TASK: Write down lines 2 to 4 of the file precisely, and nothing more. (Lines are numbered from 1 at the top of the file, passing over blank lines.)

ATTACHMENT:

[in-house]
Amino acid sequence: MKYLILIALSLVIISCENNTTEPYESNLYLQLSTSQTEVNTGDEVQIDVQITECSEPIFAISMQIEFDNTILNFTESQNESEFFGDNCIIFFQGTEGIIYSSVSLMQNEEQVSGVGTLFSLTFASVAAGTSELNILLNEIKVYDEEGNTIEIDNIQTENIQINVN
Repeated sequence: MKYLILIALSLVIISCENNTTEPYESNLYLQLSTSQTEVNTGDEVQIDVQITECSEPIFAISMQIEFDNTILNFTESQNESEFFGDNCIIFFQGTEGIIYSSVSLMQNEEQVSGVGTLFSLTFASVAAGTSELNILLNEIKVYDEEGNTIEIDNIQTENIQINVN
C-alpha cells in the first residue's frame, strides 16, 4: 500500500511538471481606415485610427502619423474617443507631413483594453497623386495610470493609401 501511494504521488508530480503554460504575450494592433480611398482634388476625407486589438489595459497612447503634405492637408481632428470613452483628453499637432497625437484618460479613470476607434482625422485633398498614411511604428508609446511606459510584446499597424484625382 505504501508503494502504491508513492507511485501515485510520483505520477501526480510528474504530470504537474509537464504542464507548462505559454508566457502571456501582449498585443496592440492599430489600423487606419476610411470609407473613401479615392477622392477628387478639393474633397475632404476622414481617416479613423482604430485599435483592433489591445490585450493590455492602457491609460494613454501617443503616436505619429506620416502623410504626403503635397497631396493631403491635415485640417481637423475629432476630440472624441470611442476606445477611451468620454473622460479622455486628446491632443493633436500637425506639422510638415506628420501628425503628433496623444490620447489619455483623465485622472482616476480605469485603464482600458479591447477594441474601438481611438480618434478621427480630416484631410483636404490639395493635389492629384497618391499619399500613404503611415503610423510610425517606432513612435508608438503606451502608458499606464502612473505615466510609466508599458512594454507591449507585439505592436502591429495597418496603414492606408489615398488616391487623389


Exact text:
Amino acid sequence: MKYLILIALSLVIISCENNTTEPYESNLYLQLSTSQTEVNTGDEVQIDVQITECSEPIFAISMQIEFDNTILNFTESQNESEFFGDNCIIFFQGTEGIIYSSVSLMQNEEQVSGVGTLFSLTFASVAAGTSELNILLNEIKVYDEEGNTIEIDNIQTENIQINVN
Repeated sequence: MKYLILIALSLVIISCENNTTEPYESNLYLQLSTSQTEVNTGDEVQIDVQITECSEPIFAISMQIEFDNTILNFTESQNESEFFGDNCIIFFQGTEGIIYSSVSLMQNEEQVSGVGTLFSLTFASVAAGTSELNILLNEIKVYDEEGNTIEIDNIQTENIQINVN
C-alpha cells in the first residue's frame, strides 16, 4: 500500500511538471481606415485610427502619423474617443507631413483594453497623386495610470493609401 501511494504521488508530480503554460504575450494592433480611398482634388476625407486589438489595459497612447503634405492637408481632428470613452483628453499637432497625437484618460479613470476607434482625422485633398498614411511604428508609446511606459510584446499597424484625382 505504501508503494502504491508513492507511485501515485510520483505520477501526480510528474504530470504537474509537464504542464507548462505559454508566457502571456501582449498585443496592440492599430489600423487606419476610411470609407473613401479615392477622392477628387478639393474633397475632404476622414481617416479613423482604430485599435483592433489591445490585450493590455492602457491609460494613454501617443503616436505619429506620416502623410504626403503635397497631396493631403491635415485640417481637423475629432476630440472624441470611442476606445477611451468620454473622460479622455486628446491632443493633436500637425506639422510638415506628420501628425503628433496623444490620447489619455483623465485622472482616476480605469485603464482600458479591447477594441474601438481611438480618434478621427480630416484631410483636404490639395493635389492629384497618391499619399500613404503611415503610423510610425517606432513612435508608438503606451502608458499606464502612473505615466510609466508599458512594454507591449507585439505592436502591429495597418496603414492606408489615398488616391487623389